We haven’t heard much about the other accelerated project which will see the southern motorway from Manukau to Papakura widened but I would expect we will do in 2015.

In addition to the accelerated projects the NZTA has now made a start on widening SH1 Northbound between Ellerslie-Panmure Highway and Greenlane – a project that’s been on the cards for a while and for which the Ellerslie Station platform was narrowed a few years ago to accommodate.

Accelerated Regional Roads

In addition to the RoNS, and to shore up their support from some rural communities, this year the government announced a spend up of over $200 million on a number of regional state highway projects that can’t get funding due to it being sucked up by the RoNS. The Funding for these projects is coming from the proceeds of asset sales the government has undertaken. Some of the projects appear to be of low value however not all are.

Govt Accelerated Rural Road Package


Auckland Transport started the year with the opening of the new Panmure station and in November they opened Te Horeta Rd which is the new road running alongside the rail line and Panmure station from Mt Wellington Highway to Morrin Rd.

East West Link Connections

In October both AT and the NZTA launched consultation on ideas for the East West Link after calling off a proposal for a motorway through Mangere right at the beginning of the year. They haven’t announced the results yet but I’m fairly certain either option C or D has been picked as the option they are proceeding with.

EW Option - Option D

Mill Rd

In November AT announced they have come up with a route for the Mill Rd corridor and will be working towards securing a designation for it. The most disappointing aspect for me about the project – other than some of the case for it has likely been destroyed by the fast tracking of the SH1 widening – is that even with a brand new corridor, AT are still designing a crap outcome with features like unprotected cycle lanes or shared paths and pedestrian/cycle unfriendly roundabouts.

We’re still driving less

One positive trend I have started to notice is our transport institutions are starting to take notice of is that we’re driving less. In the last few months in particular it’s started to be mentioned in publications such as the Briefing to the Incoming Minister and in research papers.


What have I missed?

Share this


  1. The big disappointed about all these transport projects (roads and PT) is how neglected Canterbury is. Greater Christchurch is NZ second biggest city, there has been huge changes in traffic since the earthquakes, the region is growing faster than Wellington and about as fast as Auckland on a per capita basis. Congestion is now as bad if not worse than Auckland or Wellington.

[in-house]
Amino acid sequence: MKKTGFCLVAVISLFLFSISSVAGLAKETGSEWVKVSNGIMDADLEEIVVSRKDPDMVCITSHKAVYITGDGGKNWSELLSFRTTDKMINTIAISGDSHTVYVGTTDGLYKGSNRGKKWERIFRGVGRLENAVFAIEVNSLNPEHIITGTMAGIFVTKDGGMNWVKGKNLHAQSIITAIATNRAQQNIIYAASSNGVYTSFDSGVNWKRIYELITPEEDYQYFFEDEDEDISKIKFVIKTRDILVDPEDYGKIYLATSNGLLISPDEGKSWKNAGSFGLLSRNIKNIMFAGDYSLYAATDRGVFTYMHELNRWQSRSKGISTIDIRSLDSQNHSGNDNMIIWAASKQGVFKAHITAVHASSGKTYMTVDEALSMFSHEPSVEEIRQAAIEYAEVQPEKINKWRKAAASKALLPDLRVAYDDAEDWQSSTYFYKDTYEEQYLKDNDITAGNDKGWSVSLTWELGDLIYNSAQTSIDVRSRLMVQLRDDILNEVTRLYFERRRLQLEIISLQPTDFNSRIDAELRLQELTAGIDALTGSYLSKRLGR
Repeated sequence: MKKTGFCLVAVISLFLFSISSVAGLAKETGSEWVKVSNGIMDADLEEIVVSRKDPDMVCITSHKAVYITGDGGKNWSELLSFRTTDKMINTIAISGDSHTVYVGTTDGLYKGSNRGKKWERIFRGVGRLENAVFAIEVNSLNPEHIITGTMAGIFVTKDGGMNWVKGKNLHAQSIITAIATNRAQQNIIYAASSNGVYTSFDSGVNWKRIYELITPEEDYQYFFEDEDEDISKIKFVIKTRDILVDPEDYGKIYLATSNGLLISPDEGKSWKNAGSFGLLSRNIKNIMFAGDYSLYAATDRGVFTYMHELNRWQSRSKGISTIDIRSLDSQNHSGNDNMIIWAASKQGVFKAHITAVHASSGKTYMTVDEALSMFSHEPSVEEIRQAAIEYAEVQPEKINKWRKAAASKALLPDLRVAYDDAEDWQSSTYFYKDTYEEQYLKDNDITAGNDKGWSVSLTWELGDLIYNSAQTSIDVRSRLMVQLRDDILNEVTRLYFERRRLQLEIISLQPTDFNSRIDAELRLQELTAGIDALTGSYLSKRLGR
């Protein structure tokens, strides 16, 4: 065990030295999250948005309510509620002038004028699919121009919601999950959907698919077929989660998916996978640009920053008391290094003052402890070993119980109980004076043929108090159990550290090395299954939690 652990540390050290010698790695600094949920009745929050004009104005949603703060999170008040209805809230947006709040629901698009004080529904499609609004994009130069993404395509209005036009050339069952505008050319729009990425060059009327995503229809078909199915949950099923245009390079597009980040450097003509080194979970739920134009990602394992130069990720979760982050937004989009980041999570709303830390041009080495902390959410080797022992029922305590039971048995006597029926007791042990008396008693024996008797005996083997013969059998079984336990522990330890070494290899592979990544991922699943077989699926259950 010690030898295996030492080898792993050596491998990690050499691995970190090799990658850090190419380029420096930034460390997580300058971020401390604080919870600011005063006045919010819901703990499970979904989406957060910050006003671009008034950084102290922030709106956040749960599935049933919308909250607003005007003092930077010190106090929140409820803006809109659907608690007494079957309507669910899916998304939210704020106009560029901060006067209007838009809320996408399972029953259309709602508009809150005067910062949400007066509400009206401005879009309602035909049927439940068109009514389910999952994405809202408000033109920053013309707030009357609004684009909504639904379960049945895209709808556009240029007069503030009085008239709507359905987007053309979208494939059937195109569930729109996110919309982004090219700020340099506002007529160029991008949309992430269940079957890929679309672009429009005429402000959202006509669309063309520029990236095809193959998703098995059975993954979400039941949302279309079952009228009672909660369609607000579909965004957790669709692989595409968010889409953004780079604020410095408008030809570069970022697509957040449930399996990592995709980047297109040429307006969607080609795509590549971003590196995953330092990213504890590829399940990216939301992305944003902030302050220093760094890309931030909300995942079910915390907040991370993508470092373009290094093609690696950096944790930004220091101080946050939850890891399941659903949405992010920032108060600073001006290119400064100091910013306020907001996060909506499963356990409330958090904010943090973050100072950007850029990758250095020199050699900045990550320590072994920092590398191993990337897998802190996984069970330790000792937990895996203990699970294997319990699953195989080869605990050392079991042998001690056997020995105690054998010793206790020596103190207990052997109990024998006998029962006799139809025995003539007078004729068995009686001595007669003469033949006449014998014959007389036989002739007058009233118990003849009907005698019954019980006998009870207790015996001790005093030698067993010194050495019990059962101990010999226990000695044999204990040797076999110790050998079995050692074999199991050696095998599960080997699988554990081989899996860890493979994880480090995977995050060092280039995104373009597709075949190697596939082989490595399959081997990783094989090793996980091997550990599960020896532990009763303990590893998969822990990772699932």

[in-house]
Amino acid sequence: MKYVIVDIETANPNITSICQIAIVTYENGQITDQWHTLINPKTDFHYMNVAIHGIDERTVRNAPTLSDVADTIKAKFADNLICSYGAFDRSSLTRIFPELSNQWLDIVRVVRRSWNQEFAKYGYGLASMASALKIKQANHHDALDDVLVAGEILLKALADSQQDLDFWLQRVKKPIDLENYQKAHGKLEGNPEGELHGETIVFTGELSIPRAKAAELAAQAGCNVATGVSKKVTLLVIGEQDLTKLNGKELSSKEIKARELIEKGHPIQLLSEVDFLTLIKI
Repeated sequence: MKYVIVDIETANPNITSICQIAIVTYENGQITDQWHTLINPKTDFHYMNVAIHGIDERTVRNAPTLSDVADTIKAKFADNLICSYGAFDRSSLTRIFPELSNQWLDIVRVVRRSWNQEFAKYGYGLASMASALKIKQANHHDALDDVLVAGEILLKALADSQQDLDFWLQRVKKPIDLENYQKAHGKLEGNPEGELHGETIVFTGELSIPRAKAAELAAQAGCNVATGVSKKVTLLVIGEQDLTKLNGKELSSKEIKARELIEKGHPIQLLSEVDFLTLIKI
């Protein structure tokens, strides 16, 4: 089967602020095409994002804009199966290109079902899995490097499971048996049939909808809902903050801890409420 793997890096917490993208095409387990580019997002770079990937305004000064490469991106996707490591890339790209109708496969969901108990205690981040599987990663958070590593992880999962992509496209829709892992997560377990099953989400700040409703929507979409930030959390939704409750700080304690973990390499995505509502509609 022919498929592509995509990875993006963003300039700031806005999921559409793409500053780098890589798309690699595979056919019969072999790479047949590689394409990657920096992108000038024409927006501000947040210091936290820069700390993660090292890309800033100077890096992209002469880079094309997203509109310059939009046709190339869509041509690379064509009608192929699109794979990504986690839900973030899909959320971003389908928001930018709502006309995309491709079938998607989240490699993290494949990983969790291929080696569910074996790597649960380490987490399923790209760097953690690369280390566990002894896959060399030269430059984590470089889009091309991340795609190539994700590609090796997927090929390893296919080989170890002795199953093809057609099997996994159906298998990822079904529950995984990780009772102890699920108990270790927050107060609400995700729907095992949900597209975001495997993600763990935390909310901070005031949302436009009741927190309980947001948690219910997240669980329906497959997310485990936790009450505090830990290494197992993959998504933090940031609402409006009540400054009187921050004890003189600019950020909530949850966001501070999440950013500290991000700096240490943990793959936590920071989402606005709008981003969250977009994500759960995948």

Yet Greater Christchurch has only about 30km of motorway, no major dedicated bus lanes and no passenger rail compared with Wellington that has 150km of passenger rail and 100km of motorway.

    What is this all about?

    If I had my way I would sack NZTA, prevent them from ever setting foot in Canterbury, keep all our fuel taxes and road user charges, get rid of the Wellington stooges from ECAN and elect some people who can provide a proper transport network.
    Auckland and NZ other regions should do the same.

  2. In Wellington, there has also been renewed efforts from NZTA to continue consultation and design works for the Petone to Grenada link ( which seems to me as an un-necessary road. There seems to be a reluctance to upgrade SH2 and the Haywards Hill road in order to build a whole new road which will suffer from several of the shortcomings of the Haywards and Ngauranga roads (steep sections with the possibility of only one lane each way in parts etc.). The chance that this road may be built is having downstream effects already with thoughts of rerouting part of the Transmission Gulley road or duplicating some of it to avoid a difficult merge at the Grenada end, putting several semi-rural/lifestyle properties in the firing line to lose land and/or access to local roads as well as affect some proposed housing developments in northern Newlands. The regional council has also bumped other roading projects up their priority list based on induced traffic expected from the road (notably a link from Seaview to Petone which is looking to replace a rail corridor with a road for part of its construction). It seems to me many of the benefits of the new road could be obtained by improving access to Ngauranga Gorge from SH2 southbound or removing traffic lights on SH2 northbound with off-ramps etc.